Phil Kessel can score. The Toronto Maple Leafs are desperate for offence. From that point-blank perspective, the trade that saw Toronto send a pair of first-round draft picks - in 2010 and 2011 - and a second-rounder in 2010 to Boston in exchange for Kessel makes a lot of sense. The Bruins were pushing up against the salary cap and would have had to swing another deal had they been successful in re-signing Kessel.
They were not, so they sent the natural-born scorer to Toronto, where the Leafs had the requisite salary cap flexibility and dearth of offence. It is a trade that almost happened at the NHL entry draft last June, but fell through over a miscommunication between the two teams. And it is a trade that never went away, with Toronto general manager Brian Burke openly pursuing the 21-year-old shooter who apparently wanted out of Beantown.
Kessel, the fifth overall pick in the 2006 draft, scored 36 goals in 70 games with Boston last year. In three NHL seasons, his goal output has jumped from 11 to 19 to 36, and the Leafs are hoping that trajectory continues. It had better, considering Toronto signed the restricted free agent to a five-year, US$27 million (Dh99m) contract. "This whole job is a high-wire act without a net," said Burke at Kessel's introductory press conference. "Every deal we make we're betting on a human being. We're betting on Phil, we're taking a chance."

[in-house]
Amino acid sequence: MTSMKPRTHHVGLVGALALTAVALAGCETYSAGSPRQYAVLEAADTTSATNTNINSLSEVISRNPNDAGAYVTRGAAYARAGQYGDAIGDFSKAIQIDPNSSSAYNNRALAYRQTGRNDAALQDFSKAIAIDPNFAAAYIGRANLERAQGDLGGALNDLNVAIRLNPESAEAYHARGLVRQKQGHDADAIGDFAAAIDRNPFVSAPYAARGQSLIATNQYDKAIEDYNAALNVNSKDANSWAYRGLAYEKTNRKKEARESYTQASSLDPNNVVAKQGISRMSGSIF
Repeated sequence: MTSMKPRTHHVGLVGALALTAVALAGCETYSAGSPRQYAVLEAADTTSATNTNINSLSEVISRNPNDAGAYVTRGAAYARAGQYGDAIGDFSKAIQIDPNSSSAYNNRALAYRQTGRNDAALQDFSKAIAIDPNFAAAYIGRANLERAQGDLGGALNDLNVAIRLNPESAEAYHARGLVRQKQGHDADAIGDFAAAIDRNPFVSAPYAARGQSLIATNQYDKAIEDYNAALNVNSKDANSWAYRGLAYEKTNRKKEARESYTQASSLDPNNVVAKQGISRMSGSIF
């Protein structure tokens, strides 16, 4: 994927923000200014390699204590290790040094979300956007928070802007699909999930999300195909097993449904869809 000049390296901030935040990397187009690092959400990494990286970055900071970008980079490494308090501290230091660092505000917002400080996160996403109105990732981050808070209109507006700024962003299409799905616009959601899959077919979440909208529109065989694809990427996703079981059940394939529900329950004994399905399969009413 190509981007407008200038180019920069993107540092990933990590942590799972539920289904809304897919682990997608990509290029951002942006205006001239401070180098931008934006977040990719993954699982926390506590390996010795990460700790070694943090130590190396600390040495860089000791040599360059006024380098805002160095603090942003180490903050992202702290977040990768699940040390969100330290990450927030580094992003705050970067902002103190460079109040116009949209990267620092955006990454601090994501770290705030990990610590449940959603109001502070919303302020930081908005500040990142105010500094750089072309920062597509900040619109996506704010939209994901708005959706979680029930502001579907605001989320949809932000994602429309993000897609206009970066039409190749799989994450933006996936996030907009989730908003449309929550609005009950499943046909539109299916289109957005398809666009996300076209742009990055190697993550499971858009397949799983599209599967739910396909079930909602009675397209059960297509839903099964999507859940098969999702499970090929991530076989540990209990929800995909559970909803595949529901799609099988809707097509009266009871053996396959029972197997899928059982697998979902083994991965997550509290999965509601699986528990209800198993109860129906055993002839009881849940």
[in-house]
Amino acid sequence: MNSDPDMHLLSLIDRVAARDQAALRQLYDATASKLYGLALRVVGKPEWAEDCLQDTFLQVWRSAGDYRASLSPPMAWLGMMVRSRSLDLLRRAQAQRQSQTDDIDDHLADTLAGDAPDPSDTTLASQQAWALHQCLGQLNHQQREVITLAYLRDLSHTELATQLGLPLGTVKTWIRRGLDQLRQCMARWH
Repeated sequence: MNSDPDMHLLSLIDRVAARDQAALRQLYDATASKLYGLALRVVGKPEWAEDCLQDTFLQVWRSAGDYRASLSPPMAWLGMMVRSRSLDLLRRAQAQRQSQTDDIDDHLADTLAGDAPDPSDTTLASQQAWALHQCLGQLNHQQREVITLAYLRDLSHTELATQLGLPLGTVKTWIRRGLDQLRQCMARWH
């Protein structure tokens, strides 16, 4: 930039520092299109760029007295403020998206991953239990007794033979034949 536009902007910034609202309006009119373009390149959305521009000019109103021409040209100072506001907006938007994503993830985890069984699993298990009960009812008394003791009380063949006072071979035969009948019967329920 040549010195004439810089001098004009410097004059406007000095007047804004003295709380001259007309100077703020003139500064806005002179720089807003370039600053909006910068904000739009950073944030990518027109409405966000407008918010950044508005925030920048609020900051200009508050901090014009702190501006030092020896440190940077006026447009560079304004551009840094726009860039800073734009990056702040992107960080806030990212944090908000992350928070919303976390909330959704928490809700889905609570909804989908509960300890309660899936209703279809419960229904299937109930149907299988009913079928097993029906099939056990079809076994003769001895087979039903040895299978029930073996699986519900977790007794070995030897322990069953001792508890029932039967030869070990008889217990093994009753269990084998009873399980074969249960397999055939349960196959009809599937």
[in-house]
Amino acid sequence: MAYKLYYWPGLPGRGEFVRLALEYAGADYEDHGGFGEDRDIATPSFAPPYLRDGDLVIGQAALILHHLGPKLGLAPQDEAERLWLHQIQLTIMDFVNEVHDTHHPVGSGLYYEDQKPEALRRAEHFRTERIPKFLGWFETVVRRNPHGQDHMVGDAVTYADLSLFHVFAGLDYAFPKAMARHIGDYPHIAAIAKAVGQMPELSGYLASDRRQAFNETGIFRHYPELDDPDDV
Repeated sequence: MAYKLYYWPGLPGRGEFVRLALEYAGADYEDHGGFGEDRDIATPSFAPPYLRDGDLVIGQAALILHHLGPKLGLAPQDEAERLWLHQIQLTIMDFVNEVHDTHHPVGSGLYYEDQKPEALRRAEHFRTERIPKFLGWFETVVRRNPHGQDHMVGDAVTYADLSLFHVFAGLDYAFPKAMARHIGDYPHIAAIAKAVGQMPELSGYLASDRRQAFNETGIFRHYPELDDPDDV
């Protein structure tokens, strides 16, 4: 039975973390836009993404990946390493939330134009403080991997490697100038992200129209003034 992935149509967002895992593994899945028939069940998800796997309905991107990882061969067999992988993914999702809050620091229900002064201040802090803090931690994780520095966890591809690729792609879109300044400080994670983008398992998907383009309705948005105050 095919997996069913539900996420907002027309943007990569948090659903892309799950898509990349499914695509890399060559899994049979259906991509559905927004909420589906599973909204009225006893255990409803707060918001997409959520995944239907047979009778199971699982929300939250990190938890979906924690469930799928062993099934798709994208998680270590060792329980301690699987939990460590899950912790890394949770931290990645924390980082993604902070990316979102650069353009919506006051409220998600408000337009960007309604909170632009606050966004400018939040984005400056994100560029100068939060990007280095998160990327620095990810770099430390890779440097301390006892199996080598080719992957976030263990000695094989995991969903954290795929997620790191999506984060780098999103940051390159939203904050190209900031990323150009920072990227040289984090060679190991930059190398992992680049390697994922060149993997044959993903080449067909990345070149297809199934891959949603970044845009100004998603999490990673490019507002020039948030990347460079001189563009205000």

The risk involved is that Kessel never becomes anything more than a one-dimensional goal-scorer. Now, that is not such a bad dimension; in fact, it is the type of dimension that causes teams to hand out five-year, $27m contracts. But do not forget that the Bruins coach Claude Julien benched Kessel in last year's play-offs, a decision that probably hastened Kessel's exit from Boston. Julien felt the young right winger was not competing hard enough and that he was playing too much on the perimeter.
Simply put, that is unacceptable behaviour in the NHL post-season, a time when players pride themselves on gutting it out and doing whatever it takes in an effort to win. Kessel also was reportedly knocked last year for not playing through injury, but he was saying all the right things upon his arrival in Toronto. "I'm going to work as hard as I can and try to help get this team into the play-offs," he said. "I want to be considered a great player in this league, and I'm going to work as hard as I can. I'm here to help this team win."
It would certainly make the deal look a lot better, from Toronto's perspective, if the Leafs can achieve at least modicum of success over the next two seasons. The higher they are in the standings, the lower the price they will pay for Kessel. But if things go wonky, they might end up forking over a couple of lottery picks - plus a high second-rounder - in exchange for Kessel. That, simply put, would be too much unless the player turns out to be a frequent 50-goal man. But if the Leafs are moderately successful over the next couple of seasons and the picks they sent to Boston are in the middle of the first round (or later), well, that is a fair price to pay.
And that is what Burke is banking on. The Leafs GM believes his team are better than most give them credit for, and he might be right. He sees a healthy Vesa Toskala, a toughened-up defence corps and promising young forwards, and figures the Leafs will be knocking on the door of the play-offs this season, and will qualify next year. If that is the case, with Kessel in the 30-to-40 goal range along the way, Burke's gamble will have paid off.